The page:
Disability: The New Welfare
They are not the first to notice this rapid rise, but they provide a lot of insight into how it has happened.
Essentially, it is too easy to get on disability, even on the basis of vague or ill-defined medical problems. When one looks at the vastly increased numbers in recent years, it’s hard to avoid the conclusion that most of these people could work. But why do that, when you can draw a regular check?
In the 1990s, led by the state of Wisconsin, “welfare” (technically, AFDC) was reformed, and women on the program required to work. Welfare had long been stereotyped (with considerable justification) as a program that discouraged work and supported idleness. Thus highly effective work requirements were put into effect.
But while “welfare” had a bad reputation, few people had any desire to get tough on people who were “disabled.” It’s not your fault, after all, if you have a medical condition. Of course, there are medical conditions and there are “medical conditions.” There has been a marked shift over time in the composition of the “medical conditions” that allow people to be on disability. Conditions that can produce a hard diagnosis (heart disease, cancer, respiratory disease) have either remained constant or declined as a proportion of those on disability, while back pain and mental illness have radically increased. But the American people have not become less healthy over the past (say) 30 years.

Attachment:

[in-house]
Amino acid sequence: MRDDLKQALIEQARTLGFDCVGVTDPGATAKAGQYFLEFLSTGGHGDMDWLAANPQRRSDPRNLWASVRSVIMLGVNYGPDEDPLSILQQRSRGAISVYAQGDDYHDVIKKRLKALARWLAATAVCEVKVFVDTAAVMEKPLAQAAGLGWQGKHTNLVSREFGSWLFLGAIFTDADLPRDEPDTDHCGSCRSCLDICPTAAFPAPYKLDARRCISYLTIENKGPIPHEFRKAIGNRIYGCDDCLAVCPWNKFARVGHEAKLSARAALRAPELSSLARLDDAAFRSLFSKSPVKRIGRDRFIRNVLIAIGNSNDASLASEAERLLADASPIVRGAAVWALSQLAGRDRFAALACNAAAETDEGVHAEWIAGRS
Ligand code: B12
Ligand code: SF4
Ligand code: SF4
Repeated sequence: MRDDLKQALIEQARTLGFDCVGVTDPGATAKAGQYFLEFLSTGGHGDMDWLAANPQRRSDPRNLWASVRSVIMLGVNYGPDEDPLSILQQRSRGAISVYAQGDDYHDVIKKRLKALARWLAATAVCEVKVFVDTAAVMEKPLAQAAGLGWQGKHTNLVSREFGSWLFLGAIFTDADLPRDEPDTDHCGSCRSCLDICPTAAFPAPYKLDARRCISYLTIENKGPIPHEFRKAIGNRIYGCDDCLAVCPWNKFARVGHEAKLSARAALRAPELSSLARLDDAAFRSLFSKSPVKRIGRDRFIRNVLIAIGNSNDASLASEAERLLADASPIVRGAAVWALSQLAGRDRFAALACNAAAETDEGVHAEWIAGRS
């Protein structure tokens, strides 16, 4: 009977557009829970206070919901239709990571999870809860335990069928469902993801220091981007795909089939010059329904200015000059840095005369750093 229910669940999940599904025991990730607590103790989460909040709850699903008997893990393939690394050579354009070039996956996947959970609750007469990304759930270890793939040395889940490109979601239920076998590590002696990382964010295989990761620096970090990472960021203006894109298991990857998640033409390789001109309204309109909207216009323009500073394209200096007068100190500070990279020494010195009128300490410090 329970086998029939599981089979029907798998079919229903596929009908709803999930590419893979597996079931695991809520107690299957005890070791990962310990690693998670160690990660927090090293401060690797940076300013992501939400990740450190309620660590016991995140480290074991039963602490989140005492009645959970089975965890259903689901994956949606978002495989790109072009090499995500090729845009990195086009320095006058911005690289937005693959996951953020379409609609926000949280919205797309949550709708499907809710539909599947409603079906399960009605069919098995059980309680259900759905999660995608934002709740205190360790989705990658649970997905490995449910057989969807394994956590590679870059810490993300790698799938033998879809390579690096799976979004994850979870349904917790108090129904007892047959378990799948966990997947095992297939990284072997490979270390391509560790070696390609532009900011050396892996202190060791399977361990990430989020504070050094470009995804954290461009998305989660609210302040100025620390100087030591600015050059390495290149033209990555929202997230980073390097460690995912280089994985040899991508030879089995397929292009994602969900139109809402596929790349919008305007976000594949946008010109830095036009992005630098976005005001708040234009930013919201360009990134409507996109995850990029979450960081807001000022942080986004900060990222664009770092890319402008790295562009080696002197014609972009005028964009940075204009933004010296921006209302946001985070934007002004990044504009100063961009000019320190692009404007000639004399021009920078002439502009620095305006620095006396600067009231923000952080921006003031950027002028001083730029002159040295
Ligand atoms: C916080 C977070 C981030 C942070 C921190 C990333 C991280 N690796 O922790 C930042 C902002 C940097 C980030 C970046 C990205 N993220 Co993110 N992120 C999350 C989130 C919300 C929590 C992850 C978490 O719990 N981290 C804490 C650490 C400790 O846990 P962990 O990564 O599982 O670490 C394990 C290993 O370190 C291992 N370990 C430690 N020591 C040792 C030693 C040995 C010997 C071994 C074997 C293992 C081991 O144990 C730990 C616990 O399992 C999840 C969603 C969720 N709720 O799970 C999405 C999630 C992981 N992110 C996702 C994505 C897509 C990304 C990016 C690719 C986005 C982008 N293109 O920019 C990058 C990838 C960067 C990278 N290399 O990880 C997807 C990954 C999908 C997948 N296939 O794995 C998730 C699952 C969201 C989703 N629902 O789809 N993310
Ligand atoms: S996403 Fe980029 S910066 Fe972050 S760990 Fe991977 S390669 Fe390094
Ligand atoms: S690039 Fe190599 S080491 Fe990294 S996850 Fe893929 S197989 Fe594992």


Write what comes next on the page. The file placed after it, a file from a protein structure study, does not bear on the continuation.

Ironically, the growth of disability has vitiated another piece of Federal legislation: the Americans With Disabilities Act. That Act was based on the assumption that people with disabilities can work, especially if employers are required to make an “accommodation” for their disability. But the trend, unfortunately, has not been to get disabled people into the workforce, but to take them out of the workforce with government assistance.
This, like the growth of AFDC in the 60s, 70s and 80s, is another example of how good intentions can get out of hand and produce highly negative results. The graphs below tell the story.